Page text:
“I think it’s awful, the way she’s treated you.”
Matthew looked up.
“Just for the record.”
He smiled slightly – Sibyl was the youngest in so many ways, wide-eyed, idealistic, romantic. “Thank you. I’ve hardly been a paragon of virtue myself, but...”
“It doesn’t excuse her. I love my sister, deeply, but I do despair of her.” Sibyl sighed, shaking her head.
He stood beside her, offering his arm, which she took. “Funny, my feelings run much the same.”
She laughed. “Do you think you’ll marry, one day?”
He didn’t answer, simply looking ahead as they walked further into the grounds, into the quiet. Sybil was about to take this as her answer and bring up a new topic when he finally spoke;
“I’ll marry. But I don’t know who I’ll marry.”
She turned to him, watching his face – he was betraying nothing.
“What about you?” He turned to face her, something of a wicked glint in his eye and a smirk appearing across his lips. “Will you marry?”
She looked away, not able to meet his eyes for this, looking over in the vague direction of where the chauffeur lived. “I suppose I’ll have to.”
He followed her gaze. “I’m presuming you don’t think you’ll marry the man you want to.”
She looked down, letting her blushing cheeks answer for her.
“I don’t think any of us will get what we want.” He replied thoughtfully.
She looked up again, and if there was something distant in her eyes he didn’t comment on it. “Perhaps I could go to university. I’d rather like an education.” She glanced at him, smiling thoughtfully. “What do you think?”
“I think you’d make a fine educated woman. I know my mother would be on your side, for what it’s worth.”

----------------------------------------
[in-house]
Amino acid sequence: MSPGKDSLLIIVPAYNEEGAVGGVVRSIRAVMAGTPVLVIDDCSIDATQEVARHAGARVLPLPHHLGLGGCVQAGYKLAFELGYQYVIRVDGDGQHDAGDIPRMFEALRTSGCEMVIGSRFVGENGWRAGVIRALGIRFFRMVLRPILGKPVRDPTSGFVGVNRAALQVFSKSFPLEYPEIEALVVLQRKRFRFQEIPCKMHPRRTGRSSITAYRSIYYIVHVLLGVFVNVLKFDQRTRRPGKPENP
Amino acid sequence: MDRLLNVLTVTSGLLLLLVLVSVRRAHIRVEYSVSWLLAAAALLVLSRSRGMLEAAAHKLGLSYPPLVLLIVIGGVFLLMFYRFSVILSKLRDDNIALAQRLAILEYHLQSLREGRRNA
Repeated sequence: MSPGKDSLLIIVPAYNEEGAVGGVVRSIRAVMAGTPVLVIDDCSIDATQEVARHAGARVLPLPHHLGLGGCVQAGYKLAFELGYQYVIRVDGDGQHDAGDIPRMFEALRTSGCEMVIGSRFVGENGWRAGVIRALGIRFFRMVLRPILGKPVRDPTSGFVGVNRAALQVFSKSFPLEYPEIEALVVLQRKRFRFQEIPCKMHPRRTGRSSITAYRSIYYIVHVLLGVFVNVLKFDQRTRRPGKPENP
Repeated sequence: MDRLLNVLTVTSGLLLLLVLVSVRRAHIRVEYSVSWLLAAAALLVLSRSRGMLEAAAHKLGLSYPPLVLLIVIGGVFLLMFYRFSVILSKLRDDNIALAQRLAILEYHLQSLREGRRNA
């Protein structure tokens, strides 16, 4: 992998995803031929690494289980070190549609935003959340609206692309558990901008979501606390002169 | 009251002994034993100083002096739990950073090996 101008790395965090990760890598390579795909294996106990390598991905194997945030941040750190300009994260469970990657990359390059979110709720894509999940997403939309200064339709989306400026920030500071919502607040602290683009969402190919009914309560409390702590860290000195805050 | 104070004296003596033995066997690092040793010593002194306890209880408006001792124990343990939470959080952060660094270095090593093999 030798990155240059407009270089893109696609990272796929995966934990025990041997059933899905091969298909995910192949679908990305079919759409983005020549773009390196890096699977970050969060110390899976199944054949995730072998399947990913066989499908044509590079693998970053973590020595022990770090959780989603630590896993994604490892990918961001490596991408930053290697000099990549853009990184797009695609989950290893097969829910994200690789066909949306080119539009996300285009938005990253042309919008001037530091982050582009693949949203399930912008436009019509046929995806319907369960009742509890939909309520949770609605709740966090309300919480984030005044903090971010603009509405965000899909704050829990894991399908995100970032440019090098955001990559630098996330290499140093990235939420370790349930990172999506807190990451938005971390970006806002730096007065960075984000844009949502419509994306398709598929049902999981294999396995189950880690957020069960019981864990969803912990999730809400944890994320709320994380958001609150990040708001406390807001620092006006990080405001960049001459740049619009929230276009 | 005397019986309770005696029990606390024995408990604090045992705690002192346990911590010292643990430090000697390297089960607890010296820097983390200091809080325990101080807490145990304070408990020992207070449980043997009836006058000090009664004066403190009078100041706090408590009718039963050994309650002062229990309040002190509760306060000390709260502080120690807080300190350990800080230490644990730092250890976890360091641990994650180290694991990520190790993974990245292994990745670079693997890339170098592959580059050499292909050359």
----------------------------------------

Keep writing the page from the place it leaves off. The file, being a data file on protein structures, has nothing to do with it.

“It's worth a lot. Your mother is a right-thinking woman; I’m very fond of her.”
“She’s rather fond of you, too – I think there are moments when she wishes that...” He cast a sidelong glance at Sibyl, at their linked arms. She was blushing again, but refusing to speak. He’d said too much. “She raised me well, if I say so myself.”
“I think you have every right to.” Sibyl replied simply, looking at the grounds around them. “I suppose we should be getting back to the garden party. I know that you were leaving, but – “
“Ah, yes, I was about to borrow your Branson.”
Matthew grinned at her mischievously. “He’s your driver, after all, not mine. Interesting ideas, focussed on social change. I can’t help but wonder what his motivations are.”
“He’s an idealist, a socialist – he wants to go into politics, and it’s – “
“I think you’re missing his main motivation.” Matthew whispered in her ear, noting the way the chauffeur was looking at him. He released her arm. “Thank you, Sibyl, you’ve been a great comfort. I should really pass my regards to your father.”
She nodded, watching him go, an odd sensation in her stomach.
In the next few moments, her world – and everybody else’s – would turn upside down as her father announced to those gathered that they were at war. Her thoughts would immediately go to Branson, and those few brief moments with Matthew would mean next to nothing.
There would be moments when Matthew would consider the three Crawley sisters – surveying those churches with Edith, nights that felt as if they should last forever talking to Mary, and those moments in the grounds with Sybil. He cared for them all, in different, strange ways, and when he heard the news of war he’d realised how much.
It would’ve been a lie to say that he hadn’t thought of Sybil like that again – even on his wedding day, he’d met the eyes of the bridesmaid for longer than necessary, longer than he should’ve done.
She’d returned his look, smiled demurely, and for a moment they both wondered what could have been.
And then, of course, he saw his bride, and the moment passed – as moments do, as moments must.
You couldn’t live in a moment forever.